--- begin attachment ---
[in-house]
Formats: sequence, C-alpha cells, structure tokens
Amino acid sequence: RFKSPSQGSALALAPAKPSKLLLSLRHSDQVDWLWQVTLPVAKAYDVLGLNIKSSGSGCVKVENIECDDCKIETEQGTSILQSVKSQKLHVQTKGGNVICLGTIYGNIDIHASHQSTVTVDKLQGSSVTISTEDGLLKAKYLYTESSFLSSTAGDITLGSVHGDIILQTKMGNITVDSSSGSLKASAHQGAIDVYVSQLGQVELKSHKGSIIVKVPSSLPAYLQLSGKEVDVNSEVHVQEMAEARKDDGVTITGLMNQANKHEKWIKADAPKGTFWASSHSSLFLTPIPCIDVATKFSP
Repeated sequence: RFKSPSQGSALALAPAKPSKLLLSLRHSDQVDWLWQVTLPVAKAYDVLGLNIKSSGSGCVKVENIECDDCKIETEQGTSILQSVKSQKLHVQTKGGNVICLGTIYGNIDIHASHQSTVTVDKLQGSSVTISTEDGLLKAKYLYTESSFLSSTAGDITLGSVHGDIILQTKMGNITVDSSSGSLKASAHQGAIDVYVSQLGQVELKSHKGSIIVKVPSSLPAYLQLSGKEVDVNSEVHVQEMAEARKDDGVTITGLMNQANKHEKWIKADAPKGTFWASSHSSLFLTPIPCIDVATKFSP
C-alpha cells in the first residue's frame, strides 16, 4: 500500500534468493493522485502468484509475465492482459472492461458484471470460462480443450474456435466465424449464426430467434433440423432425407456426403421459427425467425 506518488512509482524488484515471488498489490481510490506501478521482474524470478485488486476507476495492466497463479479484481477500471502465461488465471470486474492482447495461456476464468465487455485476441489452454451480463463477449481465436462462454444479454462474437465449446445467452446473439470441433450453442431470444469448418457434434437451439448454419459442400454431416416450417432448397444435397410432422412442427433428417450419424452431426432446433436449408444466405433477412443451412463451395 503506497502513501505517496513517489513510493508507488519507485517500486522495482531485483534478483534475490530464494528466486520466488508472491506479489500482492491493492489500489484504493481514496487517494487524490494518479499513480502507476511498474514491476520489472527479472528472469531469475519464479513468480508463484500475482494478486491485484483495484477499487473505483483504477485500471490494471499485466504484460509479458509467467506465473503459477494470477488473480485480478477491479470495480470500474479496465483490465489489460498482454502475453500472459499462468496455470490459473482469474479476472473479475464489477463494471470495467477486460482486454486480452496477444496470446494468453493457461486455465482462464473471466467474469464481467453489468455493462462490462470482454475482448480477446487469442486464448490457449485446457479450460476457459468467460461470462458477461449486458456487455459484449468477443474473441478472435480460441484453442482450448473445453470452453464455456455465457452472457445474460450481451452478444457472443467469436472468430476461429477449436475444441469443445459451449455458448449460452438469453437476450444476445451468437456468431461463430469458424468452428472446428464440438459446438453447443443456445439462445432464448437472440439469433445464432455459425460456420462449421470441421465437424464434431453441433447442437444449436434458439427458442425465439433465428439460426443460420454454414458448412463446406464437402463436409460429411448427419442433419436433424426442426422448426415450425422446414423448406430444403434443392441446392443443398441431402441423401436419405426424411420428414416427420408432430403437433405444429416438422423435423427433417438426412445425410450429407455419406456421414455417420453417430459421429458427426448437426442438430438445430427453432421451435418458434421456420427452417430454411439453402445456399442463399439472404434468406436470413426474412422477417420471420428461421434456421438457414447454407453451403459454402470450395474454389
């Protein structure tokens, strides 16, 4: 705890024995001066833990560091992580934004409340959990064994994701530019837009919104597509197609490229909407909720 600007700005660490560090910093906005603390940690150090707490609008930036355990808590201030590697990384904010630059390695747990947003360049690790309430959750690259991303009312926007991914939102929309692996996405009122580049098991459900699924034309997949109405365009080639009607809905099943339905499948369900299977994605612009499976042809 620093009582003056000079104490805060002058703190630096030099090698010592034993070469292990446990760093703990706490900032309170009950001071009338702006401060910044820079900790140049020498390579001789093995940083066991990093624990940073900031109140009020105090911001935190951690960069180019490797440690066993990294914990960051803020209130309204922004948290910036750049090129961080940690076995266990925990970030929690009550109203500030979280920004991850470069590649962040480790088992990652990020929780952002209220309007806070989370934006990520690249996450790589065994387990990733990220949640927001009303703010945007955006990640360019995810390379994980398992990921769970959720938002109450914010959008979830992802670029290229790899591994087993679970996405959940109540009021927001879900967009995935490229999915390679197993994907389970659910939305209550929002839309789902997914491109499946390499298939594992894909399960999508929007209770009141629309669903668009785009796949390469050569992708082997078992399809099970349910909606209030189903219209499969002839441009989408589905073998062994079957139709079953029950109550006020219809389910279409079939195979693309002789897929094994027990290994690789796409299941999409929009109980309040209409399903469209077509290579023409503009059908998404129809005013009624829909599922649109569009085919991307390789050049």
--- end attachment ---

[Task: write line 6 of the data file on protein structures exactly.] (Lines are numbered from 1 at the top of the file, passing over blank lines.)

């Protein structure tokens, strides 16, 4: 705890024995001066833990560091992580934004409340959990064994994701530019837009919104597509197609490229909407909720 600007700005660490560090910093906005603390940690150090707490609008930036355990808590201030590697990384904010630059390695747990947003360049690790309430959750690259991303009312926007991914939102929309692996996405009122580049098991459900699924034309997949109405365009080639009607809905099943339905499948369900299977994605612009499976042809 620093009582003056000079104490805060002058703190630096030099090698010592034993070469292990446990760093703990706490900032309170009950001071009338702006401060910044820079900790140049020498390579001789093995940083066991990093624990940073900031109140009020105090911001935190951690960069180019490797440690066993990294914990960051803020209130309204922004948290910036750049090129961080940690076995266990925990970030929690009550109203500030979280920004991850470069590649962040480790088992990652990020929780952002209220309007806070989370934006990520690249996450790589065994387990990733990220949640927001009303703010945007955006990640360019995810390379994980398992990921769970959720938002109450914010959008979830992802670029290229790899591994087993679970996405959940109540009021927001879900967009995935490229999915390679197993994907389970659910939305209550929002839309789902997914491109499946390499298939594992894909399960999508929007209770009141629309669903668009785009796949390469050569992708082997078992399809099970349910909606209030189903219209499969002839441009989408589905073998062994079957139709079953029950109550006020219809389910279409079939195979693309002789897929094994027990290994690789796409299941999409929009109980309040209409399903469209077509290579023409503009059908998404129809005013009624829909599922649109569009085919991307390789050049």